Drivers would also save through the proposed elimination of car safety inspections, although there are already signals that a compromise on that could lead to simply reducing the frequency of the inspections to something like every other year rather than eliminating them entirely.
The overall proposal also largely ends the practice of designating specific statewide taxes for specific types of transportation, such as transit or roads, and instead would maintain the current ratios among different modes but put the money coming in all in one pot.
“We really are stabilizing all modes of transportation, we rise and fall together, and you’re all allowed to grow,” Valentine said.
Some of the new money would also be shifted to cover about $65 million per year in transportation costs currently paid for through general fund dollars.
The remainder would significantly increase the amount of money available for road projects, safety work, transit and paving, while also providing a long-term state match for federal Metro capital funding and establishing new money for maintenance and reconstruction of large special structures, such as bridges and the deck over I-66 in Rosslyn over coming decades.
The bill also restores $30 million to $45 million per year to the Northern Virginia Transportation Authority that was shifted to Metro by raising the hotel stay tax and grantor’s tax in Northern Virginia.
The General Assembly could also authorize bonds to help speed up I-81 upgrades, restructure regional gas taxes to set values that rise with inflation rather than the current 2.1%, and provide funds to link a bridge between Kentucky and Virginia to other roads.
Sales taxes and regional gas taxes would remain crucial sources of transportation funding in the state.
New rail agency
As part of the major increase in VRE and Amtrak service coming to the state, a new Virginia Passenger Rail Authority would own and manage the new tracks and land, in part to insulate the state from liability issues and also keep the state from selling off this asset again.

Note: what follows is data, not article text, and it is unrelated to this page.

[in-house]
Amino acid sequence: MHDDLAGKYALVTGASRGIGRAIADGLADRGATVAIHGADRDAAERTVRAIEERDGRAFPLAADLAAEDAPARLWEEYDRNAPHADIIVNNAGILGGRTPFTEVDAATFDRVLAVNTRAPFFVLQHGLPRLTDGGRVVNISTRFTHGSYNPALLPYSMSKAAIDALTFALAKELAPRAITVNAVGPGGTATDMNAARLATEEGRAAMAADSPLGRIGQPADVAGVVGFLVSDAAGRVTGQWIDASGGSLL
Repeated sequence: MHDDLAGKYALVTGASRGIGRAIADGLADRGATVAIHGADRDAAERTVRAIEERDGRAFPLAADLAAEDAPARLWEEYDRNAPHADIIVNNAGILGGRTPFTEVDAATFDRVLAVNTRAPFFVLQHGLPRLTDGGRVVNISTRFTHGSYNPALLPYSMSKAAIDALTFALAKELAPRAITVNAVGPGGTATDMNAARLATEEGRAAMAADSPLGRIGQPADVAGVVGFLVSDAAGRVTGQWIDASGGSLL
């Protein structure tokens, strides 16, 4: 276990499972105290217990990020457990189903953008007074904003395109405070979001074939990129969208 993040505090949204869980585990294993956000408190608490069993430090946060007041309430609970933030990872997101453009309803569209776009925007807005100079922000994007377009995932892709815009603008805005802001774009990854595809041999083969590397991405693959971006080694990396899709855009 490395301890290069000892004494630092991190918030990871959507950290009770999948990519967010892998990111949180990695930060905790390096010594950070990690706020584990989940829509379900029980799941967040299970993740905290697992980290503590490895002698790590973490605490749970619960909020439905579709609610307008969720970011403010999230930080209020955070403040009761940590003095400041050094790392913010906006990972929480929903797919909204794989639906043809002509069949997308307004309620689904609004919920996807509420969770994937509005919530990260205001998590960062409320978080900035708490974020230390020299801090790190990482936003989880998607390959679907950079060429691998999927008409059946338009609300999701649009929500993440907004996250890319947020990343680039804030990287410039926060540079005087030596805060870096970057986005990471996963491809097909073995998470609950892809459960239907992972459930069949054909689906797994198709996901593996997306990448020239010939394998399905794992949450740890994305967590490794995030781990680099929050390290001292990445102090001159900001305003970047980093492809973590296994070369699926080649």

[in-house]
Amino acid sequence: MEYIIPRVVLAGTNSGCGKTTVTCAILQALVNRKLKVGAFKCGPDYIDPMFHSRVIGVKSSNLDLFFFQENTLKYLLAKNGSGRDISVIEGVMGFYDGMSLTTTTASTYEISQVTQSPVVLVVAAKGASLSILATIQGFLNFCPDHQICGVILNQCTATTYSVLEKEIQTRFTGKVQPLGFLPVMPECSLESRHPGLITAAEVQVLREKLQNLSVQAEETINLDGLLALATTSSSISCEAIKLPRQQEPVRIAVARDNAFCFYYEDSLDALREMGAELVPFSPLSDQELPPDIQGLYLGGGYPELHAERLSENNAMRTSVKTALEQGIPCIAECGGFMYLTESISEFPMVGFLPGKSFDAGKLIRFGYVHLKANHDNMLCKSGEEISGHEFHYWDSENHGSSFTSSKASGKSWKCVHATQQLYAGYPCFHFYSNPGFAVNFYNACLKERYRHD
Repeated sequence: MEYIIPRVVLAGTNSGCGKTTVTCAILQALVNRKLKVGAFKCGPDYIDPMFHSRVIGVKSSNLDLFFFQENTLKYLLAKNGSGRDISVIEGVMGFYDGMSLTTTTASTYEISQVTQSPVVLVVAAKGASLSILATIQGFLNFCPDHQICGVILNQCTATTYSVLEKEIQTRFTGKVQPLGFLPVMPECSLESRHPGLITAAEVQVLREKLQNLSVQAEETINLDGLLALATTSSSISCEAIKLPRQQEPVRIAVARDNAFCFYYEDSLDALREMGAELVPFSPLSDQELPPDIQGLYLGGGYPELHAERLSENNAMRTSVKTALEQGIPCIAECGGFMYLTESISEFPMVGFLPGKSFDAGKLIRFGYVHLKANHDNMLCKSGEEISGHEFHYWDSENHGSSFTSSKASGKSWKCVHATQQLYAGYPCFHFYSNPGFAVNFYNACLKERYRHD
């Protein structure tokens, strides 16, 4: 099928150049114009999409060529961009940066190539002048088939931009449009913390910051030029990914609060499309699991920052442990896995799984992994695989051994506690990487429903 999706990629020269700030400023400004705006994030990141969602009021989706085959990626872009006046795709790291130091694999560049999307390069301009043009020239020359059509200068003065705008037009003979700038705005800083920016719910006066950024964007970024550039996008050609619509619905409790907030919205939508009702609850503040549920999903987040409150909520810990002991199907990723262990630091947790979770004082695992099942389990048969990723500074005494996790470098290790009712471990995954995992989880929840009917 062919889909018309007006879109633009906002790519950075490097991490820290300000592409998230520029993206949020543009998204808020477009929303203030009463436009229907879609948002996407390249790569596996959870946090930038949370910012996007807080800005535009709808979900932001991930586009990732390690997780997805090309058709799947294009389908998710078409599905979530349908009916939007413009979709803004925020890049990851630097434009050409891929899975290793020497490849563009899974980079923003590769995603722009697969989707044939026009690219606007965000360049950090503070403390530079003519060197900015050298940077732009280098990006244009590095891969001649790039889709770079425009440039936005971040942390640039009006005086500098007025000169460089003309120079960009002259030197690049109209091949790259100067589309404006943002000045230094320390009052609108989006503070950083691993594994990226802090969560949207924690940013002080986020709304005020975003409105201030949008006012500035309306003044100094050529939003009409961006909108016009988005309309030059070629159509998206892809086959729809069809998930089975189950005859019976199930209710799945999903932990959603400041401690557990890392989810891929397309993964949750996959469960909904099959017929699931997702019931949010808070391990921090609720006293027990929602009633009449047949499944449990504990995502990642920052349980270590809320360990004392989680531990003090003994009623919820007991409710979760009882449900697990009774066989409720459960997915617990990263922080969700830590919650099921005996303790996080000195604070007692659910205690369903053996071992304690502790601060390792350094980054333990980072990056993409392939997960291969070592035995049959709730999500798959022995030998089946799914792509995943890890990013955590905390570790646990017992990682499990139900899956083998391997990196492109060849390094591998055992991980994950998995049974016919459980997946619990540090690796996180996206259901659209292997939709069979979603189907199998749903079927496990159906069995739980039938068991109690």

The new authority would have a 10-member board. That includes four citizen members from parts of Virginia served by Virginia Railway Express, two members from the Richmond area, one member from Hampton Roads and one member from the part of western Virginia served by Amtrak. An Amtrak official and Virginia’s Director of Rail and Public Transportation would also be on the board.
The bill also allows debt backed by I-66 inside the Beltway toll revenues to pay for Long Bridge construction. The Northern Virginia Transportation Commission is due to approve that this week.
The governance model was one of those recommended by a group of legal experts, Valentine said.
The changes would not impact VRE’s governance, and the state does not plan to directly operate trains on its own. As the state does today, the board would reach agreements with Amtrak and VRE on service plans and required fees.
The plan also includes trains later at night for VRE and Amtrak, which could make the train a more realistic option for people who cannot be sure of getting off work around 5 p.m. or who want to stay in D.C. a bit longer.
For transit agencies, the bill would set up a program aimed at increasing ridership by implementing bus-only lanes and incentivizing more cross-jurisdictional service. Up to a quarter of the money in the transit incentive program could be used to offer discounted fares for low-income riders or to eliminate fares entirely on some or all routes.